Feza Tabassum Azmi, Department of Business Administration, Faculty of Management Studies and Research, Aligarh Muslim University, India

Issue 39 (Vol. 20, No. 2), December 2010, pp. 135-157.

Debates in the 1980s and early 1990s suggested the need to explore the relationship between HRM and corporate strategy more extensively. Despite the importance of HRM-strategy integration or ‘vertical fit’, there is still a paucity of empirical researches on the subject in the Indian context. Indian research has focused more on traditional HRM practices rather than on the interaction between HRM and strategy. The volatile and changing business environment of India offers a good testing field for a study on HRM-strategy integration. On the basis of an extensive literature review, two constructs of HRM-strategy integration were identified. The scales based on the two constructs were empirically tested for unidimensionality, reliability and validity using Structural Equation Modeling (SEM) capabilities of LISREL 8.50. Thereafter, the two dimensions were linked with effectiveness of HRM function and organizational performance. Mixed support was found for the hypothesized relationships. The findings of earlier researchers were partially corroborated by the present study. The study provides a reliable and valid instrument for measuring HRM-strategy integration that has been empirically tested in the Indian context.

 Third Generation Family Businesses: A Comparison of Succession Issues in Two Brazilian Companies 

Virginia Trigo, ISCTE Business School, Lisbon, Portugal

Nelson António, ISCTE Business School, Lisbon, Portugal

Issue 39 (Vol. 20, No. 2), December 2010, pp. 159-174.

In Brazil there are approximately 4.1 million formally established enterprises. About 98% of them are micro and small firms mostly family businesses of which 75% are being operated by the first generation, 20% are in the hands of the founder's offspring (second generation) and only 5% are controlled by the third or subsequent generations. These percentages show that the chances of companies remaining in the control of the family are drastically reduced from generation to generation and thus the two main questions that guided our research: (1) what are the reasons for such high mortality? and (2) how is succession prepared in family enterprises? This paper is part of a broader research that explores management issues in family businesses in Portuguese speaking countries and examines the cases of two Brazilian firms both founded by German immigrants in two different and prosperous industries that experienced successful transfers from the first to the second generation but had different fates in the next handover. The in-depth interviews we have conducted with the main actors in the two companies unveil some of the factors that dictated these disparate outcomes.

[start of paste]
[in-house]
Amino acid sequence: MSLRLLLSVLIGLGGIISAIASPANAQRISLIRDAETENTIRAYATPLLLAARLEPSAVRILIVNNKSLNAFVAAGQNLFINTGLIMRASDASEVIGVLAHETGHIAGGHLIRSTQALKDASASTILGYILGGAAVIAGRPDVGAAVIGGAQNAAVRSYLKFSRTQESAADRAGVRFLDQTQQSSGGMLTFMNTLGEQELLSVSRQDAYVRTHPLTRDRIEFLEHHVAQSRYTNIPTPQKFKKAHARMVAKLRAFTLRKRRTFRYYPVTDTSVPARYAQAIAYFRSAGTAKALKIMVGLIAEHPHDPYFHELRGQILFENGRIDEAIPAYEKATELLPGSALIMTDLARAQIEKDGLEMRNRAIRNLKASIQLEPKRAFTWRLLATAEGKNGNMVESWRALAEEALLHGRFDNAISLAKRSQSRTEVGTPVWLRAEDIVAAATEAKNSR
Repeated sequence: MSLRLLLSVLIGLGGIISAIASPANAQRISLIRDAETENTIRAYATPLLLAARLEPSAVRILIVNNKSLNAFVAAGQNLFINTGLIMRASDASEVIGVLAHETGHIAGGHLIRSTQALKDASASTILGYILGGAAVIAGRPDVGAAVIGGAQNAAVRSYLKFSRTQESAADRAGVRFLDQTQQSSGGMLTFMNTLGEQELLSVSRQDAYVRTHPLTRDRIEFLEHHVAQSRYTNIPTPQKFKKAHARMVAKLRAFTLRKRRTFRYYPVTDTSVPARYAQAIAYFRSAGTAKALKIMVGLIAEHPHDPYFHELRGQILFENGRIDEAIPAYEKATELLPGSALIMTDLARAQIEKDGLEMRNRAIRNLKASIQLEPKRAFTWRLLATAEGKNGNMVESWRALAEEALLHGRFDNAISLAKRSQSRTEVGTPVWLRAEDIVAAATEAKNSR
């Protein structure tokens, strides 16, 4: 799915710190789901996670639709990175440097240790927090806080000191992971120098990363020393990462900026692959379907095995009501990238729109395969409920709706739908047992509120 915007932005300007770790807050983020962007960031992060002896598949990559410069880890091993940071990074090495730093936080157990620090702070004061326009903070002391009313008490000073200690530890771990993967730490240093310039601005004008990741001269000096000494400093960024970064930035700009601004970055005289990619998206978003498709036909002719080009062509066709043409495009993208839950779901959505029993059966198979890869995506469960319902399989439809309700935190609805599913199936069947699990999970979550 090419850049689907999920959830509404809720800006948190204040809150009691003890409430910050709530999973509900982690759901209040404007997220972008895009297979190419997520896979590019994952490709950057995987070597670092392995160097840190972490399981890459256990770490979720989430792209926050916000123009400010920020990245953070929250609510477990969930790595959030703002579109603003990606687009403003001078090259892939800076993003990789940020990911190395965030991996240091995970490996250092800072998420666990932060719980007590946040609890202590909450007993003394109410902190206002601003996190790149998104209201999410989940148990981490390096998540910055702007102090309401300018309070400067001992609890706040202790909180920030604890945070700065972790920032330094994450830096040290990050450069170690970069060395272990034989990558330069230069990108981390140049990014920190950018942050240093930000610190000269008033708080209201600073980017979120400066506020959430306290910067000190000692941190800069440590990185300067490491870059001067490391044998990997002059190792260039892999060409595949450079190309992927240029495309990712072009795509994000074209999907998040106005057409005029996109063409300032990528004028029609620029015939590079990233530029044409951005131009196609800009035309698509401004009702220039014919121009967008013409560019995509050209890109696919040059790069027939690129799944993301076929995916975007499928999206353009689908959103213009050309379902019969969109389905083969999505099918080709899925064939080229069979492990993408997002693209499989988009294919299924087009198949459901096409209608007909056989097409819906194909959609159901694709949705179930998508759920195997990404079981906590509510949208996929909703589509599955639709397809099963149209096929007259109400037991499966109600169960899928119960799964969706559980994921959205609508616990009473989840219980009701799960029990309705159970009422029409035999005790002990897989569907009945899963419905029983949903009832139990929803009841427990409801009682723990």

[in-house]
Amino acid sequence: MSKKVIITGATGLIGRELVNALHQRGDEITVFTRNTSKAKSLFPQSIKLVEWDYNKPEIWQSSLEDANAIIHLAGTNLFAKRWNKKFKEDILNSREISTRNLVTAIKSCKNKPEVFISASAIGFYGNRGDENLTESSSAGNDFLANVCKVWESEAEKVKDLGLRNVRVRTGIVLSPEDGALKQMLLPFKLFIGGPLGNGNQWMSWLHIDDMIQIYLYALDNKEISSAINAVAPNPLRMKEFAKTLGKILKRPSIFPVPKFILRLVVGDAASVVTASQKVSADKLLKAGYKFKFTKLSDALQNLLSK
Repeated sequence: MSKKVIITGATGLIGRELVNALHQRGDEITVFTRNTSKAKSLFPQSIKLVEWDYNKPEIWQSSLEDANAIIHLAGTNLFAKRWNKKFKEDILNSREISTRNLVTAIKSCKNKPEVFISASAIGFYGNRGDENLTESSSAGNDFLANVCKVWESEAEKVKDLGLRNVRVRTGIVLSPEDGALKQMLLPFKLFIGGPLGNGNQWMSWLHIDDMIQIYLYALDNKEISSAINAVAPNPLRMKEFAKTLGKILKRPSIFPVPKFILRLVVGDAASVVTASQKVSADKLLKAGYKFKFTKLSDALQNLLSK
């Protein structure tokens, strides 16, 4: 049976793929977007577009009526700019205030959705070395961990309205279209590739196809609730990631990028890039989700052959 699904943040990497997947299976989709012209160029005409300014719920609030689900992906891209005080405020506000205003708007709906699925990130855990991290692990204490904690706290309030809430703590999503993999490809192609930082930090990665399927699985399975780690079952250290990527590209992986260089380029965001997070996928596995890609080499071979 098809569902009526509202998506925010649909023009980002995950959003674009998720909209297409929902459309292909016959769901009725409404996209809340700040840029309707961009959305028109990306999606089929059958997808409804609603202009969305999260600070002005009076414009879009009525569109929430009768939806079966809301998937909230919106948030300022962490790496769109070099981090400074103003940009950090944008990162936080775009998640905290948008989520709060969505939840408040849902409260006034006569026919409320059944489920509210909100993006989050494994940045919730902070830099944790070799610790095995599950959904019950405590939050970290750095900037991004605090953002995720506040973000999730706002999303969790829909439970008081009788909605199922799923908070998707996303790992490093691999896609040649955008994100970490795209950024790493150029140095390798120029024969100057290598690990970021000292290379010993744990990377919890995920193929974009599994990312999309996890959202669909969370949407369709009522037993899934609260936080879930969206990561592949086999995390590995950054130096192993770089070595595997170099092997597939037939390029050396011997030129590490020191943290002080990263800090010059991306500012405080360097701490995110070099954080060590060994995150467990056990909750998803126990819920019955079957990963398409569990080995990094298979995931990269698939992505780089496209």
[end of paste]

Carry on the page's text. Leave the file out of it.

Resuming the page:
An Investigation of Determinants of Job Satisfaction for Macau Civil Servants 

Carry K.Y. Mak, Faculty of Business Administration, University of Macau, Taipa, Macau

Jacky F.L. Hong, Faculty of Business Administration, University of Macau, Taipa, Macau

Issue 39 (Vol. 20, No. 2), December 2010, pp. 175-191. 

This quantitative study aims to examine the determinants of job satisfaction for Macau civil servants. A survey was conducted with a sample of 189 government employees in Macau for testing three categories of antecedents, namely extrinsic, intrinsic and personal factors, and the related impact on overall job satisfaction. Our study results indicated that departmental pride was the most significant determinant of job satisfaction, while pay satisfaction, training opportunities, autonomy, skill variety, job security and satisfaction with clients were found to be non-significant. Compared with earlier studies in private sectors and other countries, differences in results imply that job satisfaction is a dynamic concept, and different political, cultural and economic conditions create different impacts onto civil servants’ job satisfaction.